By: Anna Stefos
The same can be said about the impact Industry 4.0 has had on the manufacturing world. Each day, more manufacturers are implementing new technologies in their facilities in efforts to improve operations, boost efficiency and increase profitability. However, many are still trying to figure out how to best approach these new technologies and what they will look like for their business. One way to better understand how to achieve a “smart” factory is to think of it in the context of Lean Six Sigma (LSS).
Manufacturers who have already begun their Industry 4.0 implementations have experienced rapid improvements in data accessibility, computational power and connectivity, all made possible using sensors, cloud computing, the Internet of Things (IoT) and Artificial Intelligence (AI). As a result, there has been an increase in the use of Data Analytics – affectionately called “Big Data,” or data collected automatically – to drive business strategies and make solid, fact-based decisions. With more manufacturers generating data at higher rates than previously possible, Big Data Analytics has become a hot topic for manufacturers of all sizes.
That’s where LSS comes in. Basic data mining techniques such as clustering, association, prediction, classification and process mining algorithms help organizations reach correct and optimal decisions in various stages of LSS. Now, as companies are upgrading to digital operations, the appropriate LSS tools can be applied to expand on initiatives that companies have already started.
Most companies have responded to this evolution by “turbo charging” every process-driven operation supported by Big Data that is guided by LSS practitioners. My only hope is that companies do not misunderstand and overestimate their new capabilities and assume they no longer need LSS tools!
In reality, when aligning IoT and Industry 4.0 with LSS methodologies, these tried and true tools are made even more relevant. Why is this? The need for an established quality process is not going away. Furthermore, these tools empower dynamic and efficient analyses of complex and not-so-complex processes, enabling organizations to better leverage vast amounts of data. This way, companies of all sizes can easily make operations more efficient, improve business intelligence, identify strategic initiatives and provide better products and services to their customers.
We all know the cliché…knowledge is power. In this context, that cannot be more true. Managers and employees with knowledge in LSS are better positioned to take an active role in ensuring new technologies are incorporated into their operations in meaningful ways. The large amount of data collected by Industry 4.0 innovations will not do anything for a company if it is not cleaned and formatted so it can be properly analyzed to provide informed, actionable insights that can improve a business. A linguist will always be needed to translate and share the unique story only data can tell us. Therefore, for any operation, it is crucial to start with an LSS framework from the beginning and watch the data-driven transformation emerge, evolve and thrive in the competitive business climate that now demands real IoT decisions.
Charles Darwin said it best: “It is not the strongest species that survive, nor the most intelligent, but the most adaptable.”
The principles of how to run a production line, find defects and bottlenecks, increase capacity, remove waste or work more efficiently, etc., are still part of manufacturing operations. How to modify operations in this new environment is where the adaptation comes into play – by combining what we have learned about manufacturing in the last few decades with all the new benefits of Industry 4.0. Using advanced analytics to solve the same manufacturing challenges we’ve faced for years just accelerates our ability to reach operational and business excellence.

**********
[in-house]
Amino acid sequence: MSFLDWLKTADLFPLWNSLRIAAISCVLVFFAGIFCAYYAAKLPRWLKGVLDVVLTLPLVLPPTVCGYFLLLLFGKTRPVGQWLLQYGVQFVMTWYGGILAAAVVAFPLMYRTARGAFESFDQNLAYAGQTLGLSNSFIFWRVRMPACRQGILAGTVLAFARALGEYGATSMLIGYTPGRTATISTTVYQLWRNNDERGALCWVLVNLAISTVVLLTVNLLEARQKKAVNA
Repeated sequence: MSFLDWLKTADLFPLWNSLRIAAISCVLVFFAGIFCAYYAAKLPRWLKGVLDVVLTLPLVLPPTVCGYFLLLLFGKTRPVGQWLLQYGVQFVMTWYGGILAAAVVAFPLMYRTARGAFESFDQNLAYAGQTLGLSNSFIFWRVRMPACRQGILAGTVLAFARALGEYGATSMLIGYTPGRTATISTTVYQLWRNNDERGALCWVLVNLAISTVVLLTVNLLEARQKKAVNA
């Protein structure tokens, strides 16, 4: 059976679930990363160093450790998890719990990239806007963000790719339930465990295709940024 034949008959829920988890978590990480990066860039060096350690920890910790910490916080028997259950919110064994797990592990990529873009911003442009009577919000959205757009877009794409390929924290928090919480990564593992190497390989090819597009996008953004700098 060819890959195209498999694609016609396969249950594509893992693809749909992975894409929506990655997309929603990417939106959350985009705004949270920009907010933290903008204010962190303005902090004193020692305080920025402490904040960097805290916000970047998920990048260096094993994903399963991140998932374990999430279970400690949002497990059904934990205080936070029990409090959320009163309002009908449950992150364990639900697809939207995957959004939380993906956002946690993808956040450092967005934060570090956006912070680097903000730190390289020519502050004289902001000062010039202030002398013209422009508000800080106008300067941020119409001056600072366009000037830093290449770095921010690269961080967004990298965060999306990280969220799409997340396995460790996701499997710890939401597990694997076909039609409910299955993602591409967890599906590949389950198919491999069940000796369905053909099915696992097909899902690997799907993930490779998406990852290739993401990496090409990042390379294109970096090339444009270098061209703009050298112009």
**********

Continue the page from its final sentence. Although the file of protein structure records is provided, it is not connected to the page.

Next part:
LSS practitioners know where and how to collect data, translate raw data into practical and interesting stories, provide targeted information and develop actionable strategies in response to collected data. Their role will not be diminished because of the massive data available. Instead, their skillset will be needed now more than ever as they are able to guide decision-making around much larger volumes of data better, faster. More importantly, their skillset enables them to sift through Big Data in ways that can be overwhelming for the untrained. Just imagine – what used to be accomplished with a laptop and Minitab, for example, using four or five variables, can now been done in data lakes with 400, 500, 600+ variables. Now that’s HUGE!
To get your team the data collection tools and skills they need to drive your company’s success with Industry 4.0, click here or contact firstname.lastname@example.org.
MEET OUR EXPERT
Operational Excellence Manager
Anna Stefos has a diverse background in automotive spanning 20 combined years at GM and FCA, ranging from international manufacturing to product development, strategic planning, program management, corporate strategy and international operations. Anna’s experience in partnering with C-level executives provides a strong foundation for and advising small and medium-sized companies to achieve Enterprise Transformation and propel them towards Operational Excellence. Anna has a passion for Lean Six Sigma and is a trained Lean Six Sigma Master Black Belt.
Since 1991, the Michigan Manufacturing Technology Center has assisted Michigan’s small and medium-sized businesses to successfully compete and grow. Through personalized services designed to meet the needs of clients, we develop more effective business leaders, drive product and process innovation, promote company-wide operational excellence and foster creative strategies for business growth and greater profitability. Find us at www.the-center.org.